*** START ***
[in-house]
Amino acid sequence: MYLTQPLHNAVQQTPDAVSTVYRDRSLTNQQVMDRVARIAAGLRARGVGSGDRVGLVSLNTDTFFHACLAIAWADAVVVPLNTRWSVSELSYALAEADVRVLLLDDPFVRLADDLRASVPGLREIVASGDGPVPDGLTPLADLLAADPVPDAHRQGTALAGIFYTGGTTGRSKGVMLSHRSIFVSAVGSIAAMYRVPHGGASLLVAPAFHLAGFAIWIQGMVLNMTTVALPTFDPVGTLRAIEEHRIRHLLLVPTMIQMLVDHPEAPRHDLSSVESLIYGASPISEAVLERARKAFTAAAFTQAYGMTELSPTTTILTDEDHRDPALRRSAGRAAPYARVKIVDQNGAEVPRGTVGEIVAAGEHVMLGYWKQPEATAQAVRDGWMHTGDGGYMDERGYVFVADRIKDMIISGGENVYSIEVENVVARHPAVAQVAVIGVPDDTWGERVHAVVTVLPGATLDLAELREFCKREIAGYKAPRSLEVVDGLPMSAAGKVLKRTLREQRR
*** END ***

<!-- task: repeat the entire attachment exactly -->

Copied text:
[in-house]
Amino acid sequence: MYLTQPLHNAVQQTPDAVSTVYRDRSLTNQQVMDRVARIAAGLRARGVGSGDRVGLVSLNTDTFFHACLAIAWADAVVVPLNTRWSVSELSYALAEADVRVLLLDDPFVRLADDLRASVPGLREIVASGDGPVPDGLTPLADLLAADPVPDAHRQGTALAGIFYTGGTTGRSKGVMLSHRSIFVSAVGSIAAMYRVPHGGASLLVAPAFHLAGFAIWIQGMVLNMTTVALPTFDPVGTLRAIEEHRIRHLLLVPTMIQMLVDHPEAPRHDLSSVESLIYGASPISEAVLERARKAFTAAAFTQAYGMTELSPTTTILTDEDHRDPALRRSAGRAAPYARVKIVDQNGAEVPRGTVGEIVAAGEHVMLGYWKQPEATAQAVRDGWMHTGDGGYMDERGYVFVADRIKDMIISGGENVYSIEVENVVARHPAVAQVAVIGVPDDTWGERVHAVVTVLPGATLDLAELREFCKREIAGYKAPRSLEVVDGLPMSAAGKVLKRTLREQRR